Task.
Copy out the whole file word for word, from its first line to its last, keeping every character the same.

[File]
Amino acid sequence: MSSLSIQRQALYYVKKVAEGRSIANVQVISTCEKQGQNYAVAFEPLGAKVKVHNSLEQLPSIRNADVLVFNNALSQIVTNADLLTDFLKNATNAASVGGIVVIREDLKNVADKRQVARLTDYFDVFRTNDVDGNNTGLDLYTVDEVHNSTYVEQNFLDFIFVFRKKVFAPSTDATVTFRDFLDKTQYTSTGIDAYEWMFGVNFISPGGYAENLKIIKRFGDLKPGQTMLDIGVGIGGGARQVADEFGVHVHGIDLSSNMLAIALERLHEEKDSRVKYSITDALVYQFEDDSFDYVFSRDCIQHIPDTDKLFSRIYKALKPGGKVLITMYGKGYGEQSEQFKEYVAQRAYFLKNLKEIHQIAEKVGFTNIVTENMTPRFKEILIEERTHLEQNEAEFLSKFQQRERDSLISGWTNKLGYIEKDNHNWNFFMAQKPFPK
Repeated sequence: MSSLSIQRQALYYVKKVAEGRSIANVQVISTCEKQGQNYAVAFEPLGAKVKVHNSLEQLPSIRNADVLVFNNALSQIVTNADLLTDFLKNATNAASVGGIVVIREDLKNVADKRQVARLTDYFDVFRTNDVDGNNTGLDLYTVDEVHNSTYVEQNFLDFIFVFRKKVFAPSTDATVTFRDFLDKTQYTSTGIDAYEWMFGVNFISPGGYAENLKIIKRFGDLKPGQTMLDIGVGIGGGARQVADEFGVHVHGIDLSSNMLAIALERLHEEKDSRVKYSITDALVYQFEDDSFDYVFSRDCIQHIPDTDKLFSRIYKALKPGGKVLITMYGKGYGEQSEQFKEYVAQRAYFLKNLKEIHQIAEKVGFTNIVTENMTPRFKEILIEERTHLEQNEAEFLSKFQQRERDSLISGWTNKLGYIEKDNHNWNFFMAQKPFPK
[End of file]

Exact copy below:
Amino acid sequence: MSSLSIQRQALYYVKKVAEGRSIANVQVISTCEKQGQNYAVAFEPLGAKVKVHNSLEQLPSIRNADVLVFNNALSQIVTNADLLTDFLKNATNAASVGGIVVIREDLKNVADKRQVARLTDYFDVFRTNDVDGNNTGLDLYTVDEVHNSTYVEQNFLDFIFVFRKKVFAPSTDATVTFRDFLDKTQYTSTGIDAYEWMFGVNFISPGGYAENLKIIKRFGDLKPGQTMLDIGVGIGGGARQVADEFGVHVHGIDLSSNMLAIALERLHEEKDSRVKYSITDALVYQFEDDSFDYVFSRDCIQHIPDTDKLFSRIYKALKPGGKVLITMYGKGYGEQSEQFKEYVAQRAYFLKNLKEIHQIAEKVGFTNIVTENMTPRFKEILIEERTHLEQNEAEFLSKFQQRERDSLISGWTNKLGYIEKDNHNWNFFMAQKPFPK
Repeated sequence: MSSLSIQRQALYYVKKVAEGRSIANVQVISTCEKQGQNYAVAFEPLGAKVKVHNSLEQLPSIRNADVLVFNNALSQIVTNADLLTDFLKNATNAASVGGIVVIREDLKNVADKRQVARLTDYFDVFRTNDVDGNNTGLDLYTVDEVHNSTYVEQNFLDFIFVFRKKVFAPSTDATVTFRDFLDKTQYTSTGIDAYEWMFGVNFISPGGYAENLKIIKRFGDLKPGQTMLDIGVGIGGGARQVADEFGVHVHGIDLSSNMLAIALERLHEEKDSRVKYSITDALVYQFEDDSFDYVFSRDCIQHIPDTDKLFSRIYKALKPGGKVLITMYGKGYGEQSEQFKEYVAQRAYFLKNLKEIHQIAEKVGFTNIVTENMTPRFKEILIEERTHLEQNEAEFLSKFQQRERDSLISGWTNKLGYIEKDNHNWNFFMAQKPFPK